THE CRYSTAL BALL
A change is going to come…. But how? As technical advances reach super-sonic speeds, how will what we currently know as ‘motorsport’ evolve? Matt Youson looks to the future
These are interesting times for motorsport. During the industry’s first century, despite a path that was sometimes jagged, the general direction of progress was clear to see. Development was incremental; technologies evolved. The occasional giant leap perceived subjectively as an outlier becomes, when studied objectively and from sufficient distance, to be a small but logical step. In the future the current era will perhaps be regarded in similar terms – though this is difficult to imagine for the moment. Motorsport is going through an unprecedented period of revolution.
Revolution comes in many forms. Powertrain, of course, is currently the big ticket: F1 and WEC have taken the hybrid route while Formula E has blazed a trail, bringing electric racing in from the periphery. More electric race series will probably follow, with the forthcoming Electric GT championship being a useful gauge of whether the appetite for zero emission motorsport exists beyond the hoopla of Formula E. Taken together, what is particularly interesting about this realignment is, while pioneering technologically, it equally represents a shift in philosophy and a response to a demand that motorsport, rather than being an end unto itself, must also be socially beneficial.
This, at least, is one opinion. There’s an increasingly clear division between traditional motorsports in which racing exists for its own sake, and the progressive series that seek to make racing useful in a wider context. The latter tend to push the boundaries of technology – but the former have perhaps the more content fan bases.
“It’s an interesting fork in the road,” says Marc Priestley, former F1 mechanic, now a technology commentator for both F1 and Formula E. “There is going to be a split camp and two different directions. They probably won’t compete against each other; they’ll be two different avenues of motorsport. People will choose one or the other or, like me, they’ll simply enjoy both!”
The future of Formula 1 is a particular area of fascination for Priestley, given its road map is currently opaque. “There’s a wider question of where you want the sport to go,” he says. “With the hybrids F1 went down the route taken by the automotive industry but the automotive industry is going to go much further, to the point where it’s going to be largely electric. F1 doesn’t want to go that way because it’s not what traditional fans want from the sport. They don’t want to see electric cars: they can and do get that from Formula E. F1 fans want traditional F1.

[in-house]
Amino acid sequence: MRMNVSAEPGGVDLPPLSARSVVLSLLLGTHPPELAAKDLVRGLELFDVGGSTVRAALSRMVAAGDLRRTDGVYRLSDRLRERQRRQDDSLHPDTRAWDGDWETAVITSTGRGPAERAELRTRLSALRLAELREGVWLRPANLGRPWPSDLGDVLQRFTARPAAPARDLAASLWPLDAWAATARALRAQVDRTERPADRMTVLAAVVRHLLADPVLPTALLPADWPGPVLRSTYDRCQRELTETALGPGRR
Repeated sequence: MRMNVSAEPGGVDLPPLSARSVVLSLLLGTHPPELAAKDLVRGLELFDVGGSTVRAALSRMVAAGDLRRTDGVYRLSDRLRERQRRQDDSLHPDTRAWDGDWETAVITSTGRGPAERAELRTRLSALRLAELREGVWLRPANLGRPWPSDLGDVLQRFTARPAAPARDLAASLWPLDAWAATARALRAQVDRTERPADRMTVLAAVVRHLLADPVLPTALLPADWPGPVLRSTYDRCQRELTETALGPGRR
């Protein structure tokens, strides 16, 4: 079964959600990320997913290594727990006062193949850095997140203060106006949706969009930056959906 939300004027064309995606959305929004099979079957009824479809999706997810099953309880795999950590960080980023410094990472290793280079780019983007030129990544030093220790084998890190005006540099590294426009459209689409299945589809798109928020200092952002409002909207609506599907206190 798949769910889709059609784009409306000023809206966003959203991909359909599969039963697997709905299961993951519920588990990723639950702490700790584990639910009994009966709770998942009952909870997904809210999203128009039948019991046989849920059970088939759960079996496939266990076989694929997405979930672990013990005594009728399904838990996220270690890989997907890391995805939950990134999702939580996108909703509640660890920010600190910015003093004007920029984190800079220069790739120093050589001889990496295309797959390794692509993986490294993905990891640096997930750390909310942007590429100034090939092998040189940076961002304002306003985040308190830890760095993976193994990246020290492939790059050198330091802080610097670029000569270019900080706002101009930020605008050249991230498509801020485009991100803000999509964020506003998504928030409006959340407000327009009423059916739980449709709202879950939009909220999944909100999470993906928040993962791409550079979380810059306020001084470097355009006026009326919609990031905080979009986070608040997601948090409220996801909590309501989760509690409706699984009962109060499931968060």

“This raises the question of what F1 will do. Will it try to stay road-relevant and embrace more new technology, or does it change direction, turn its back on the road car industry and be an outand-out racing series? Plenty of fans seem to want that: a noisy series going incredibly quickly with gas-guzzling V8 or V10 engines.
“It’s an interesting dilemma for a series that has always prided itself on being at the leading edge of technology. Personally, I’m torn between the camps: I’m a traditional motor racing fan and I would love to see the sport go back to V10s – but I’m also a techno-freak, love the new technology and am very excited to see where that’s going.”
If Formula 1 is unsure of its direction, the same cannot be said of Formula E. The newer series is proceeding along a technology path mapped out by the promoters, albeit with a determination to stay flexible and able to react to a swiftly developing technology. This, says Priestley, is greatly aided by the series being unencumbered with dogma and young enough to retain the spirit of cooperation.
“It’s one of the really nice things about the organisers, that they’re more open to adaptation than perhaps is the case in F1,” he says. “They will try things and, if they don’t work, they’ll change and try a different route until they find one that does work. I think they’ve been very open to gauging fans’ opinions and taking onboard the points of view of the teams and the manufacturers.
“In F1, as we know, there’s so much money at stake and such big brands involved, it often prevents the sport from moving forwards. Formula E hasn’t reached that stage. Everybody seems to be working together, open to new ideas, open to change.
“The biggest driver for everybody – because they all have an interest in it – is to see the series do well and be successful. At the moment most of the teams seem to have a fairly common goal in trying to promote the series and improve the show rather than focus on their own selfish interests. That’s the reason why it’s still moving forwards at quite a rate – although this may change down the line if you get a group of major manufacturers competing as they do in F1.”
These are interesting times indeed. ■